A Walk in the Woods | Teen Ink

A Walk in the Woods

January 22, 2021
By Anonymous

My eyes fluttered open to reveal a tunnel extending infinitely in both directions, the passageways poorly lit under the pale glow of the flickering lights. I started down the narrow space to seek an exit until I got so lost in the overwhelming vastness of the tunnel that I no longer knew where I came from or where I was going. I thought I was alone until I heard what sounded like someone desperately trying to break in. Their pounding fists mingled with my frantic footsteps sent a nauseating lullaby reverberating down the tunnel. Eventually, I stumbled across a door and glanced through the peephole to see a figure approaching, hidden in the shadow of whatever was behind that door. Who could it have been? 

In the past I let this tunnel imprison me; negativity left me short-sighted and close-minded and stress stripped me of control. However, discovering an entrance to the woods bordering my neighborhood offered me an escape. When I walk among the trees and beside the creek, the breeze quiets my mind the same way it would blow out a candle; the noise tapers off until, suddenly, quiet is all that remains. When this happens, I see what I missed when I was not looking and listen to the conversations I did not realize were happening. 

I am guilty of having that wave of irrational fear crash down on me at the sight of a bee. As though bees can smell fear, they buzz around me on my walks, teasing me. They hover above my vulnerable arm for those extra seconds to elicit a reaction from me, to mock the big, bad human who flinches at the sight of a minute flying insect. I could give bees the benefit of the doubt and conclude that they are innocent life forms that loiter around humans ignorant of their irrational fear, but I like to think that bees are wiser than that. Bees are not bothered when people walk by their flowers, as long as they mind their own business. In fact, people have no incentive to bother bees when they are pollinating. Likewise, it is unnecessary for negativity to have a place in my mind; it has no reason to be there. Who am I not to intimidate negativity? Looking for the fun in every experience, no matter how mundane, as bees do, has enabled me to live life as a walk in the woods.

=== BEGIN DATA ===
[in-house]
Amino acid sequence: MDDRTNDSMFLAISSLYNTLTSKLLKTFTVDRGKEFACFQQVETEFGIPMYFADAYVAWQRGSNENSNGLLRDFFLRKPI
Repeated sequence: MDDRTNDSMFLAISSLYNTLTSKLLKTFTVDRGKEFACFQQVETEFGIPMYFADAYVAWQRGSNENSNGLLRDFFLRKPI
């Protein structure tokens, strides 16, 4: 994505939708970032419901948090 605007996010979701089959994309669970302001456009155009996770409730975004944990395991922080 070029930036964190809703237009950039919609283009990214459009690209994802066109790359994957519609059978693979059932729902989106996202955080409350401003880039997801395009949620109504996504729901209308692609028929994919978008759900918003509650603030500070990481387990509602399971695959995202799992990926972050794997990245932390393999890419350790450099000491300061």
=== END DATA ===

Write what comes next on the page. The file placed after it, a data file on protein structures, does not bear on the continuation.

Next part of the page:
The highlight of my visits to the woods is sitting on a rock by the creek, closing my eyes, and listening. As the water strokes the damp earth nonchalantly, it ripples at different intensities and burbles at various pitches, resulting in a harmony that is music to me and conversation to them. I listen to the water’s story and realize that there is a multitude of stories to hear, as long as I am listening. Compared to the world, I am small, and there is too much to explore and learn to stress over the uncontrollable and listen to the internal noise. There is freedom in being small because it is a reminder that the world is much wider than any tunnel. I can control what I listen to, and when I listen to the right stories, I can write my own and make every word count. 

My walks in the woods had become a habit by the time I recognized the figure who opened the door in the tunnel. Her hair was tangled from the wind, a bee was hovering over her shoulder, and her sneakers were damp, but she was unmistakably me. She opened the door and natural light consumed the tunnel until the pounding subsided. Then, she took my hand, and I walked free, never looking back. With every step I take, the lessons to learn and stories to hear multiply, and I am going to listen to them all. 

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